Today we’re excited to release our newest State of the Phish report. Now in its ninth year, State of the Phish is cybersecurity’s most detailed and wide-ranging look at user risk and resilience.
The report draws from two main data sources for a complete view of cyber risks that stem from people. To explore security awareness and beliefs, we surveyed 7,500 working adults and 1,050 security professionals across 15 countries. And to capture users’ real-world behaviour, we analyzed 135 million simulated phishing attacks sent by our customers along with 18 million emails reported by their end users.
Here are a few of our key global findings:
- Even basic concepts are still not understood—more than a third of users can’t define “malware,” “phishing” or “ransomware.”
- 44% of people think an email is safe when it contains familiar branding; but more than 30 million malicious messages sent in 2022 involved branding or products from Microsoft, one of the most familiar names in tech.
- Attackers made 300,000-400,000 telephone-based phishing attempts daily, with a peak of 600,000 per day in August 2022.
- Direct financial loss from successful phishing jumped 76%.
- More than 1 in 10 threats was first identified and reported by an end user.
For the first time, we are releasing regional summaries of our research alongside the global report. The Asia-Pacific edition of the report is meant to help reveal how local nuances can affect gaps in user awareness.
Here’s a look at two key findings in State of the Phish: Asia Pacific.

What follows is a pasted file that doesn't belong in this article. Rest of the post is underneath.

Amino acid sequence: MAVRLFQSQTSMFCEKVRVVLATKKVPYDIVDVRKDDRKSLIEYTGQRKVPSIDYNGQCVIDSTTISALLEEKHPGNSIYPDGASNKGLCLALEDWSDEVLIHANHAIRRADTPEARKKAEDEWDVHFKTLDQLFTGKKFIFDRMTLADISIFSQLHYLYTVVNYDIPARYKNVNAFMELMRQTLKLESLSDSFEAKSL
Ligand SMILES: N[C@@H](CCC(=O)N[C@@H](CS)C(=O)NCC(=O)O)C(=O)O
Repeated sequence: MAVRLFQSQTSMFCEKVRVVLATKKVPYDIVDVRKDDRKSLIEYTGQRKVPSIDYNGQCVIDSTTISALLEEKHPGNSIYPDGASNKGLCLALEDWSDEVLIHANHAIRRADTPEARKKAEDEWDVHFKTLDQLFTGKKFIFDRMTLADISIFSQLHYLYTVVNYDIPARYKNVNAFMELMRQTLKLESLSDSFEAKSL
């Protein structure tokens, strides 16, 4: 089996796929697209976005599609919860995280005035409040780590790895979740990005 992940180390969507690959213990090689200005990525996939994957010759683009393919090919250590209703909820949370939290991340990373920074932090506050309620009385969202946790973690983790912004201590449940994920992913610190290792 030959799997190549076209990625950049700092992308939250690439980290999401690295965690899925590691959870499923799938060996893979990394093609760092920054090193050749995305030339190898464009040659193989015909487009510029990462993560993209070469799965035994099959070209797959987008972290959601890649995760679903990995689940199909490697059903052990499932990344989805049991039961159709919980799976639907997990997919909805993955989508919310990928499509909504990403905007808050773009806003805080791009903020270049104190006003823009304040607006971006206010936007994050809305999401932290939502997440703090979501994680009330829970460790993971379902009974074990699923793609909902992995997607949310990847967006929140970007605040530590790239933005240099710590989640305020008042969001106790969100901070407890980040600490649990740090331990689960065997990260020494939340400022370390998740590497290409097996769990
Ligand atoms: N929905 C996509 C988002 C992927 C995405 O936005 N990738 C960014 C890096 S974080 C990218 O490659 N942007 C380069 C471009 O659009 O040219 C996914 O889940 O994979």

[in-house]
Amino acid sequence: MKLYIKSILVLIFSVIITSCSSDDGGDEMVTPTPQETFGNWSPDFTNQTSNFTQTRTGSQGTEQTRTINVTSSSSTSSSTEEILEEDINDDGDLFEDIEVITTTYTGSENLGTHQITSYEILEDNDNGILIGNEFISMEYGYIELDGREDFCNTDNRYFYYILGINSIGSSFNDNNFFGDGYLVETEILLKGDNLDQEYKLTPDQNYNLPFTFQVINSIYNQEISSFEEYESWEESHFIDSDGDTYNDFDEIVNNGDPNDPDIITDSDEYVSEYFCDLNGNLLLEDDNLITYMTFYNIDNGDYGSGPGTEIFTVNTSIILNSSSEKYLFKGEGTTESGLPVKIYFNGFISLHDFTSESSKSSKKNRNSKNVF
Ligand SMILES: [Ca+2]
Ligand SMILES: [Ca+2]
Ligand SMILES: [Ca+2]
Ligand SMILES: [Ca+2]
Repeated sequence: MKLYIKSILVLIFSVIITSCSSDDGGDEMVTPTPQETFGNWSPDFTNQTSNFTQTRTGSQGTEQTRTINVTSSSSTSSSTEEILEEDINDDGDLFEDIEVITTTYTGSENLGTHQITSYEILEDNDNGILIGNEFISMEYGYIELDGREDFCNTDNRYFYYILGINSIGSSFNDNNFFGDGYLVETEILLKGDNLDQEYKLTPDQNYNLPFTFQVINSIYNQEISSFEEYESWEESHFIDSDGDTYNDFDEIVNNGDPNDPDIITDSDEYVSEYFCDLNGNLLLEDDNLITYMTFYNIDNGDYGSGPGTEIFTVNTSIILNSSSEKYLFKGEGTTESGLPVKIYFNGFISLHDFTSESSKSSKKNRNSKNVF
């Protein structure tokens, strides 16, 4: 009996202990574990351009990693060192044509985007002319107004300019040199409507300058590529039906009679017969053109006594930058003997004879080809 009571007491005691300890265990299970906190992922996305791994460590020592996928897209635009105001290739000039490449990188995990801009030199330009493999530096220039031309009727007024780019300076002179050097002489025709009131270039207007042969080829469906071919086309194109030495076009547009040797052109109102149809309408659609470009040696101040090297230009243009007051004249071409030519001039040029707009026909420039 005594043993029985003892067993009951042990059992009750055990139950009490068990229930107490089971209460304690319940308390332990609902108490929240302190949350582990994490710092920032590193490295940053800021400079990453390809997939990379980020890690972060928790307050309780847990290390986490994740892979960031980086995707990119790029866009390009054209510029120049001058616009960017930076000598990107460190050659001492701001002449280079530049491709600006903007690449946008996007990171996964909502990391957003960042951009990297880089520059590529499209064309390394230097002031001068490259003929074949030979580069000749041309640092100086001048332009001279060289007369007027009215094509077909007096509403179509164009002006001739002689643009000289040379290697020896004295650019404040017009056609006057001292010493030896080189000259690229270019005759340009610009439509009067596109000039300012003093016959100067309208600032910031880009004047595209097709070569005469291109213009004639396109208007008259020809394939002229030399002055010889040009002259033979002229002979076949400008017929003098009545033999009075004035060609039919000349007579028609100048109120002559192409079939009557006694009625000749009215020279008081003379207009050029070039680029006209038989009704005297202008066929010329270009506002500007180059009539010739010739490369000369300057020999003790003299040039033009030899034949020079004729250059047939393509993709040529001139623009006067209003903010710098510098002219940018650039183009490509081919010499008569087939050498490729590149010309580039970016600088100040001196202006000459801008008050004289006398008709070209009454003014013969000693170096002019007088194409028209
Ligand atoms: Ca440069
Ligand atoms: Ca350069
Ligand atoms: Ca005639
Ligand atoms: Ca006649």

1. Japanese organisations were least likely to face successful phishing attacks, while Australian organisations suffered the most
The Asia-Pacific region is home to multiple financial centers and a hotbed for innovation. As a result, organisations in this region are also prime targets for cyber criminals. For now, the success of bad actors seems to hinge on their ability to overcome cultural and language barriers in certain countries.
For example, we found that Japanese organisations were the least likely to suffer a successful phishing attack—just 64% compared with 84% of businesses globally. Our hypothesis? Many cyber criminals targeting organisations in this region may not be fluent in Japanese, making their phishing attempts more obvious to native speakers.
In contrast, our survey also shows that Australian organisations were the most likely to face successful phishing attacks (94% vs. the 84% global average). Language is probably not the only factor working here. But English is the language most used in phishing attacks, and most Australians speak it.
2. Ransomware attacks are a significant threat for organisations in the Asia-Pacific region—but the willingness to pay ransoms varies by country
All Asia-Pacific countries included in our survey were highly likely to be targeted with ransomware. But their infection rates, willingness to pay—and who picked up the tab—varied.
For infection rates, South Korean organisations saw the lowest among those attacked in the region.
Meanwhile, organisations in Japan were the least likely in our global survey to pay ransomware attackers. A likely reason for this stance: Japanese law bars companies from giving money to organised crime; often, cyber crime falls into that category.
Most organisations infected by ransomware in Singapore had cyber insurance; 95% of those said their insurance paid some or all of the ransom amount, the highest in the region.
Meanwhile, 90% of Australian organisations that fell victim to a ransomware attack in 2022 also paid the ransom. But watch this space: the Australian government, like others around the world, are mulling laws that would bar such payments.
Get your copy of State of the Phish: Asia Pacific
For a closer look at security awareness and threat landscape trends, download your copy of State of the Phish: Asia Pacific. You’ll get insight and guidance for building a security program tailored to real-life threats and user risks. The free report is available here.